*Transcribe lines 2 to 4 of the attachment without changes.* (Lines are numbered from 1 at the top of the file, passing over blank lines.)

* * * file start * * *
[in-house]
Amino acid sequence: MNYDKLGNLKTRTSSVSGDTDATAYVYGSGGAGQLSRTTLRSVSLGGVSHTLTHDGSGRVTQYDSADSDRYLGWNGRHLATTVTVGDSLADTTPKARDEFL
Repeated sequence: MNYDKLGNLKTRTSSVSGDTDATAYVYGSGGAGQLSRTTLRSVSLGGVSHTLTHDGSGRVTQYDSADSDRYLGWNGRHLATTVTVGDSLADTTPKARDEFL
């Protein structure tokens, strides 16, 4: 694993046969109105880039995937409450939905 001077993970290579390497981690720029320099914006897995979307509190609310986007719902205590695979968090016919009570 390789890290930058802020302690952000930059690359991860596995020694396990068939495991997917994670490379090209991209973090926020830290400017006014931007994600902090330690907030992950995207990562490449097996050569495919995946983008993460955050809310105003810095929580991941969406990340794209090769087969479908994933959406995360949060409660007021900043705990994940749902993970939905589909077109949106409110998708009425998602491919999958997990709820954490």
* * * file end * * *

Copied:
Amino acid sequence: MNYDKLGNLKTRTSSVSGDTDATAYVYGSGGAGQLSRTTLRSVSLGGVSHTLTHDGSGRVTQYDSADSDRYLGWNGRHLATTVTVGDSLADTTPKARDEFL
Repeated sequence: MNYDKLGNLKTRTSSVSGDTDATAYVYGSGGAGQLSRTTLRSVSLGGVSHTLTHDGSGRVTQYDSADSDRYLGWNGRHLATTVTVGDSLADTTPKARDEFL
């Protein structure tokens, strides 16, 4: 694993046969109105880039995937409450939905 001077993970290579390497981690720029320099914006897995979307509190609310986007719902205590695979968090016919009570 390789890290930058802020302690952000930059690359991860596995020694396990068939495991997917994670490379090209991209973090926020830290400017006014931007994600902090330690907030992950995207990562490449097996050569495919995946983008993460955050809310105003810095929580991941969406990340794209090769087969479908994933959406995360949060409660007021900043705990994940749902993970939905589909077109949106409110998708009425998602491919999958997990709820954490």